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Special Collections

Wildflowers of the Rocky Mountains

The distribution of vegetation in the Rocky Mountains correlates directly to elevational changes, which influence the temperature and availability of moisture. Different plant communities characterize each zone (such as foothill, montane, subalpine, and alpine) from the base of a mountain to the top, and each zone may contain several types of plant communities. More than 5,000 plant species occur in the Rocky Mountains. The wildflowers begin to bloom in early spring, as soon as the snow starts to melt. The peak bloom season is mid-summer. This collection highlights some of the most common wildflowers found in the Rocky Mountains.

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scientific namecommon name(s)image gallery
Phyllodoce empetriformisPink Mountain Heath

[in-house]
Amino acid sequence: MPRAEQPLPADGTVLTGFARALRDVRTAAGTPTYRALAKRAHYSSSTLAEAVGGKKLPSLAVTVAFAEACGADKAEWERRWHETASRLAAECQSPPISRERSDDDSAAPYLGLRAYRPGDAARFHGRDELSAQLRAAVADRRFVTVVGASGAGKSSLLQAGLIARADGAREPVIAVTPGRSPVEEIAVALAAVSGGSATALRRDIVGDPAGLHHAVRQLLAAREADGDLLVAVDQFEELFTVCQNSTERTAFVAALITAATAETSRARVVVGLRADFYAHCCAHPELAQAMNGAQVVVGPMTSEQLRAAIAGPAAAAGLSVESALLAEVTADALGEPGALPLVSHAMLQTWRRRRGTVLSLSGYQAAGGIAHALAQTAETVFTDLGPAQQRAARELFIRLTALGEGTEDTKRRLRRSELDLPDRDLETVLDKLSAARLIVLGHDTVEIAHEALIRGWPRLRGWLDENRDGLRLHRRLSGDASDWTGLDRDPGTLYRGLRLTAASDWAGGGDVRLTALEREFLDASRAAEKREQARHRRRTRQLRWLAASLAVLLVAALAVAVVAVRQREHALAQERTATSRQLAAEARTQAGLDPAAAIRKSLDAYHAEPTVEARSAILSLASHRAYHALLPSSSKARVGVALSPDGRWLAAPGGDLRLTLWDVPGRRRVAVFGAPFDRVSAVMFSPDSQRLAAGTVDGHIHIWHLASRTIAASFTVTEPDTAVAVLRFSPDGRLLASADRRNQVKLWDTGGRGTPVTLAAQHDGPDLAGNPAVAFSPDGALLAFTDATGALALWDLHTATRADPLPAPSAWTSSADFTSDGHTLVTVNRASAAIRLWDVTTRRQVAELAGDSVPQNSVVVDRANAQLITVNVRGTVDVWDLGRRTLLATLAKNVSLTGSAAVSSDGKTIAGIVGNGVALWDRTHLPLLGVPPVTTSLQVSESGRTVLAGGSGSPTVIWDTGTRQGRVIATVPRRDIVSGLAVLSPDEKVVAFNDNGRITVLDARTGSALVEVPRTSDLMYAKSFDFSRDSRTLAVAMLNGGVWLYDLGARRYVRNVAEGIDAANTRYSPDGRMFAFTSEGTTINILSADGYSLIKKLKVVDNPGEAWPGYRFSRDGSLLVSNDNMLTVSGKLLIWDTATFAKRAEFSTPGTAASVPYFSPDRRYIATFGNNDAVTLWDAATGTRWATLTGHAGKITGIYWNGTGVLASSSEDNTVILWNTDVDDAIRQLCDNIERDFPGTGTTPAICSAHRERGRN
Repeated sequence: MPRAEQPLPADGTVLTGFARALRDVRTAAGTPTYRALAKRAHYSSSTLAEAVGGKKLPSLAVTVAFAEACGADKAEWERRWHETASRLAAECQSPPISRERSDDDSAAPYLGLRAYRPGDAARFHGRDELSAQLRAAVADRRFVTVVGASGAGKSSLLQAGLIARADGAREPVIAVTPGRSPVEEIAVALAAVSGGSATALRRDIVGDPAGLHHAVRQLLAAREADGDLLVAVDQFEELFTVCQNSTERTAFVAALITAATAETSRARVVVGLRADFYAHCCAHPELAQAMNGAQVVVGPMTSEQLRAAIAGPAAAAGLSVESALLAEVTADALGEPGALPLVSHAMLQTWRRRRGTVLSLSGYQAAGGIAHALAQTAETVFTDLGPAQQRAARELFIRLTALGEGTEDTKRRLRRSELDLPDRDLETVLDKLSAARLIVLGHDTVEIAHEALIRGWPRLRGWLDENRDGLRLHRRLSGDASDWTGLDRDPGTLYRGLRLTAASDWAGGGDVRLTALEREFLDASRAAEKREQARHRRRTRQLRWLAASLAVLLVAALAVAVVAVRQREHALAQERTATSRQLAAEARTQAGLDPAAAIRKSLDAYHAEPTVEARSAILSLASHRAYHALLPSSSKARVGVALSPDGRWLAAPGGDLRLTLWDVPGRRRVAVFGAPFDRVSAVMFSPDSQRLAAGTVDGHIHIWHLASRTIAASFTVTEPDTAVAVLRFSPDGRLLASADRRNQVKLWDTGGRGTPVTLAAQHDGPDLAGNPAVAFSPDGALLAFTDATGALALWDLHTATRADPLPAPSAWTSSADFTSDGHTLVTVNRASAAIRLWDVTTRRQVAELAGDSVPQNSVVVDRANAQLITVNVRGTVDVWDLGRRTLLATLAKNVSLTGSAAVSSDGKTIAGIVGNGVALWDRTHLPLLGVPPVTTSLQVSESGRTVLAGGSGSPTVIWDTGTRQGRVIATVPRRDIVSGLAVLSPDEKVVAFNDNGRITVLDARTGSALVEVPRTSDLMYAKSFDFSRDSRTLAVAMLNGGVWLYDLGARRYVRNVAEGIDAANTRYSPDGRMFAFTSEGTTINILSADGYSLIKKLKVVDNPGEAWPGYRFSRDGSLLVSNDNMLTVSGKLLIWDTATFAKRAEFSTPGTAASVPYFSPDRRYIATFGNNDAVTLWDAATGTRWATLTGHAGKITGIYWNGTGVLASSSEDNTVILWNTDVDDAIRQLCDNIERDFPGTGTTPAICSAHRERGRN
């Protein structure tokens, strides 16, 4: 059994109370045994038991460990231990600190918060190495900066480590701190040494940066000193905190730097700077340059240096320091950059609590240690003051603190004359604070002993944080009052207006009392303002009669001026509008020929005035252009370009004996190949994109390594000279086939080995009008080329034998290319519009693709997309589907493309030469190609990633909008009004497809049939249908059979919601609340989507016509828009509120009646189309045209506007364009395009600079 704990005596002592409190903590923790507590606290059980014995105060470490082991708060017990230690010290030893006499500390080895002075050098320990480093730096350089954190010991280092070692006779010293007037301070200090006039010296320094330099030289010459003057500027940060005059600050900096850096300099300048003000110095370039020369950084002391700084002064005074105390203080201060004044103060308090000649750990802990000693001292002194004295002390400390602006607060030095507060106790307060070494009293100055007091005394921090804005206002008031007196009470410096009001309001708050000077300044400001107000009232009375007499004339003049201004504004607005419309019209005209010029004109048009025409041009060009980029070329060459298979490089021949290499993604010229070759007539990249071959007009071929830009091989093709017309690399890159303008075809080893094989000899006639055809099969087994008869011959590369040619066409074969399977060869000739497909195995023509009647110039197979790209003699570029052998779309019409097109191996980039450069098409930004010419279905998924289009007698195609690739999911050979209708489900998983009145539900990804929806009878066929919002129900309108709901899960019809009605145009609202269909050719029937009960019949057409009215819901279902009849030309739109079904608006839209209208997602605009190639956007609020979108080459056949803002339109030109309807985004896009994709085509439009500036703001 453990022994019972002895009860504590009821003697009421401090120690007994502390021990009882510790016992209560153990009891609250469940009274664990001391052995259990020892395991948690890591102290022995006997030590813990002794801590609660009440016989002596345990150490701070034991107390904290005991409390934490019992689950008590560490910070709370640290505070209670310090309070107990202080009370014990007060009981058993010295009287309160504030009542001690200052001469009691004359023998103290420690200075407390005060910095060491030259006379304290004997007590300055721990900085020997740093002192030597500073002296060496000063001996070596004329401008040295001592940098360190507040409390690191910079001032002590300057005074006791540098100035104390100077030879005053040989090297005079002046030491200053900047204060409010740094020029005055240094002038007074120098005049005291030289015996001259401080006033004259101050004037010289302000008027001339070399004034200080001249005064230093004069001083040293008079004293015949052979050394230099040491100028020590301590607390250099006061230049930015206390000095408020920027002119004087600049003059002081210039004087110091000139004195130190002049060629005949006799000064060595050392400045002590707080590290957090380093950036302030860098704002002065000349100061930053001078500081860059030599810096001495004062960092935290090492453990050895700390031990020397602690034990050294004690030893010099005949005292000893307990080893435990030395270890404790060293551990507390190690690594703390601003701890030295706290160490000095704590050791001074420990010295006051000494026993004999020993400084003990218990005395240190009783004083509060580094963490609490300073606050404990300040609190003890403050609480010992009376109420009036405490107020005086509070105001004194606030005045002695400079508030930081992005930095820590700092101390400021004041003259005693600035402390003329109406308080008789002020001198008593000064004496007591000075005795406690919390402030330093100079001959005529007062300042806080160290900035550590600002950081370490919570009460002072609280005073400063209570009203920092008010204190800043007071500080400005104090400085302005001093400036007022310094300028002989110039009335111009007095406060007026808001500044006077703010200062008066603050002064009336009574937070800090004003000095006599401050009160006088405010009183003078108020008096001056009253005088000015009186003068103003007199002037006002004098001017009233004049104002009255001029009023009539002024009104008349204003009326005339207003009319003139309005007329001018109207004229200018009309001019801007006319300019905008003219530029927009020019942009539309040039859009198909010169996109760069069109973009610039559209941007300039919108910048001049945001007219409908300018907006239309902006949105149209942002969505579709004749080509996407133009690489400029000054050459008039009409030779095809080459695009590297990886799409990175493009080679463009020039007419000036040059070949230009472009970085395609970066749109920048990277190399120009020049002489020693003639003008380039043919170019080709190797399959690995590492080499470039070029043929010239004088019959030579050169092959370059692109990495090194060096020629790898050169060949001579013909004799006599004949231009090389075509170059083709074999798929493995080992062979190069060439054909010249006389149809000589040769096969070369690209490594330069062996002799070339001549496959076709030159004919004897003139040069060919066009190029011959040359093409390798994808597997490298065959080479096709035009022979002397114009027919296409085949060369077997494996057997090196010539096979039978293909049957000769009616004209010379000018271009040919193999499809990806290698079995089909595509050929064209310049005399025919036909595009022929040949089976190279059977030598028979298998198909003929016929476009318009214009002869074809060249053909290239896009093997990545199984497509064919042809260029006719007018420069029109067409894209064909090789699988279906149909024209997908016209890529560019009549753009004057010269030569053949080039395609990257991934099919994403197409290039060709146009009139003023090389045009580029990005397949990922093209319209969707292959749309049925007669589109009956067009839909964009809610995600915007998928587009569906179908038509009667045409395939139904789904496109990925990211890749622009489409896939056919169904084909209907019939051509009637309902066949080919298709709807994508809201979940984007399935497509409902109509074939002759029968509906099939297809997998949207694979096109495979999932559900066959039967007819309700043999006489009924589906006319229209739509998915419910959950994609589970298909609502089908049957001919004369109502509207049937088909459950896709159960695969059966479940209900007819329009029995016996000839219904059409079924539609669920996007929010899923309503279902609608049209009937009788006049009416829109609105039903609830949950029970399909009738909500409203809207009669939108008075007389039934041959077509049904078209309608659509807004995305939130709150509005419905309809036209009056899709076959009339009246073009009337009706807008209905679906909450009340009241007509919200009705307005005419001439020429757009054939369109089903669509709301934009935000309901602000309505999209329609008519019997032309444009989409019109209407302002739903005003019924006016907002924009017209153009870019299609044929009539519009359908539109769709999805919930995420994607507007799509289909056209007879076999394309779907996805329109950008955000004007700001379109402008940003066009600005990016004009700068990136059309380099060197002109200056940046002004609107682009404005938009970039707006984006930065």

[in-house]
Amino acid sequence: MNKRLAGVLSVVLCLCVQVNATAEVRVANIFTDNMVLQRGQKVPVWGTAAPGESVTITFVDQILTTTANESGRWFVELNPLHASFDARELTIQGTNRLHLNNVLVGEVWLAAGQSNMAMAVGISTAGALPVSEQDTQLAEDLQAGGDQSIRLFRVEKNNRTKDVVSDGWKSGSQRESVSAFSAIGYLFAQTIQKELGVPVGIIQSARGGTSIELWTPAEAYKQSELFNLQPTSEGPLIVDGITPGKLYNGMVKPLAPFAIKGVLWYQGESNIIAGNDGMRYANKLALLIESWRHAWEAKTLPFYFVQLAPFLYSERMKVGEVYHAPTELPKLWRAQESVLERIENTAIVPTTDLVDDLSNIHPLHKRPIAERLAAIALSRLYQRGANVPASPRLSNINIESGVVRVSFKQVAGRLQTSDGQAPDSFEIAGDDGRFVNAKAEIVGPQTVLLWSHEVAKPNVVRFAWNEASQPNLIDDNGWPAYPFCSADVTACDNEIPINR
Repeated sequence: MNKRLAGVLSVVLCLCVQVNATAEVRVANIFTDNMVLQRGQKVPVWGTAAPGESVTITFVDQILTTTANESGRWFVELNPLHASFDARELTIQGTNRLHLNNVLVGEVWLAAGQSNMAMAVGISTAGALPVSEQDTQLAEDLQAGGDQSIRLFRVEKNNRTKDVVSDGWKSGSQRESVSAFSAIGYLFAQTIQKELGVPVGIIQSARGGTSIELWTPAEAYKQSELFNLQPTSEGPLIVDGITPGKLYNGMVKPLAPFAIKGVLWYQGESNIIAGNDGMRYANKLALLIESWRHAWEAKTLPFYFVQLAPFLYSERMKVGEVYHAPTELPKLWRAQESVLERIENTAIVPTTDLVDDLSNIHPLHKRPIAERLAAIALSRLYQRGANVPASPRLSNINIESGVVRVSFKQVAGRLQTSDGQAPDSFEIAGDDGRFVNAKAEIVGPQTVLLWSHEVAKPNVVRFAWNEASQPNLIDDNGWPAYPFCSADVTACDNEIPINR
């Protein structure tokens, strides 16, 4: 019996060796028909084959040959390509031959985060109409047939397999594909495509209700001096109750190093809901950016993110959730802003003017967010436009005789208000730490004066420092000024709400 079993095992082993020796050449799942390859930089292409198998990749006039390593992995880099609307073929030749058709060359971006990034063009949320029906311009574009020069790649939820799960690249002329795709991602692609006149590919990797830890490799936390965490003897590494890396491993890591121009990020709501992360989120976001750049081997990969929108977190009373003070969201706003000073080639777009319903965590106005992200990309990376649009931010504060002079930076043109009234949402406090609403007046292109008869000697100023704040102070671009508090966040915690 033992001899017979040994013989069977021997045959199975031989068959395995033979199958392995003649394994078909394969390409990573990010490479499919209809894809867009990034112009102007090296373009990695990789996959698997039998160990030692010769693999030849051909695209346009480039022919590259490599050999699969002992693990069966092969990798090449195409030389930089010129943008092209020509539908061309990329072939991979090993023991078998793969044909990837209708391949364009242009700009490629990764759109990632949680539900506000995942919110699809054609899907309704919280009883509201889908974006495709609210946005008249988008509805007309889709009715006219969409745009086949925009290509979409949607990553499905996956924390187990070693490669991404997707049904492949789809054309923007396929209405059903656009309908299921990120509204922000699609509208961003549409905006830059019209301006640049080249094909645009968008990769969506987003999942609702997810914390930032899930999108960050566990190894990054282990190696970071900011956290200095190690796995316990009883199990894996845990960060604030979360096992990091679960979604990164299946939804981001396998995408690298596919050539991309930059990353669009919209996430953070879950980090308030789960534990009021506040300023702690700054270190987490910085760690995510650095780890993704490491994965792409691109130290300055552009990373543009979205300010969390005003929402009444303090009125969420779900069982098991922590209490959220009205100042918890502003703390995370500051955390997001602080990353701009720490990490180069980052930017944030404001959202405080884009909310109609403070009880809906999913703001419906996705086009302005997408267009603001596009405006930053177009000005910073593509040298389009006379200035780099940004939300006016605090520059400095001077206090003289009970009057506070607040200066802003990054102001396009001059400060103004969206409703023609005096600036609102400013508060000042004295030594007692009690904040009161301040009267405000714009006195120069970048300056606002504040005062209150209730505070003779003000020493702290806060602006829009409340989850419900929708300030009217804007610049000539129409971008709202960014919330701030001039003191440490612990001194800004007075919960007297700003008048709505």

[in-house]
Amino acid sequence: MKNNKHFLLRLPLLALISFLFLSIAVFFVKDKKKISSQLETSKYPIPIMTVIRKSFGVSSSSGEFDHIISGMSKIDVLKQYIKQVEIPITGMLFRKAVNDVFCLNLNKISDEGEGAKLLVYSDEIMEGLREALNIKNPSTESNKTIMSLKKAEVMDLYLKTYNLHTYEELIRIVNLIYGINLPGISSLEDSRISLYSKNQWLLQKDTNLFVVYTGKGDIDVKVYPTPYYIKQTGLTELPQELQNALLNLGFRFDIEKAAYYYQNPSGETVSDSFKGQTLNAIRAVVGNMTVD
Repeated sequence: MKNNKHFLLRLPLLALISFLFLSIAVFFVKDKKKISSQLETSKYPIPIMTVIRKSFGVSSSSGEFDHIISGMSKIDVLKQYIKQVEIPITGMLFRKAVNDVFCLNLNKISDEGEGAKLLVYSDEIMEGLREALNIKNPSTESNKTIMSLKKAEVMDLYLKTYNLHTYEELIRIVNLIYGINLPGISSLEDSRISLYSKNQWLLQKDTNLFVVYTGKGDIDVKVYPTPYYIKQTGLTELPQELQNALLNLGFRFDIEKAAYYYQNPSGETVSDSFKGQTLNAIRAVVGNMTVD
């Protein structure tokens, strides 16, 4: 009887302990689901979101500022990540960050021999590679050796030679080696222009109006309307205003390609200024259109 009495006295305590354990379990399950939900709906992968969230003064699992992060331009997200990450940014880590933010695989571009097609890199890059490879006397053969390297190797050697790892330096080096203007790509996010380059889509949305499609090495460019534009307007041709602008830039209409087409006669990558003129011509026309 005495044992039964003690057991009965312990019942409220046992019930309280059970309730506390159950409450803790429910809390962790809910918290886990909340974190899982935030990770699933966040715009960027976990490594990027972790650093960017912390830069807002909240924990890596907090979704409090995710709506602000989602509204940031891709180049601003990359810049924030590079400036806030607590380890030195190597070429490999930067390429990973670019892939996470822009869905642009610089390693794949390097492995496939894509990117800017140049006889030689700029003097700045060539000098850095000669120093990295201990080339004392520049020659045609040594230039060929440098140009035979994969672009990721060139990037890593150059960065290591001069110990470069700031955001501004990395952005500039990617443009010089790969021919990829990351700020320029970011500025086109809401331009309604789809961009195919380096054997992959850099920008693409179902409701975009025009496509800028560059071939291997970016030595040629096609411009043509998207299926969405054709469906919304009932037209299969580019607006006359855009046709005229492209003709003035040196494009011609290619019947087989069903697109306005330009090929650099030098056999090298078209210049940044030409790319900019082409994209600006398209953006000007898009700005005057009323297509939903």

Pink Mountain Heather
Phlox pulvinataCushion Phlox
Phacelia sericeaSilky Phacelia
Purple Fringe
Primula parryiParry's Primrose
Pulsatilla patensEastern Pasqueflower
American Pasqueflower
Ranunculus eschscholtziiEschscholtz's Buttercup
Subalpine Buttercup
Scabrethia scabra ssp. scabraBadlands Mule-ears
Sedum lanceolatumSpearleaf Stonecrop
Lanceleaf Stonecrop
Symphyotrichum spathulatum var. spathulatumWestern Mountain Aster
Tetraneuris grandifloraGraylocks Four-nerve Daisy
Alpine Sunflower
scientific namecommon name(s)image gallery

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35 Results:   10 25 50  100 per page

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General Appearance


Light requirement
 Sun - 6 or more hrs
 Part shade - 2 to 6 hrs
 Shade - 2 hrs or less

Soil moisture
 Dry - no signs of moisture
 Moist - looks & feels damp
 Wet - saturated

Bloom Time
 Jan  Feb  Mar
 Apr  May  Jun
 Jul  Aug  Sep
 Oct  Nov  Dec
Bloom Color
 White  Red  Pink
 Orange  Yellow  Green
 Blue  Purple  Violet
 Brown  Black

Leaf Arrangement

Leaf Retention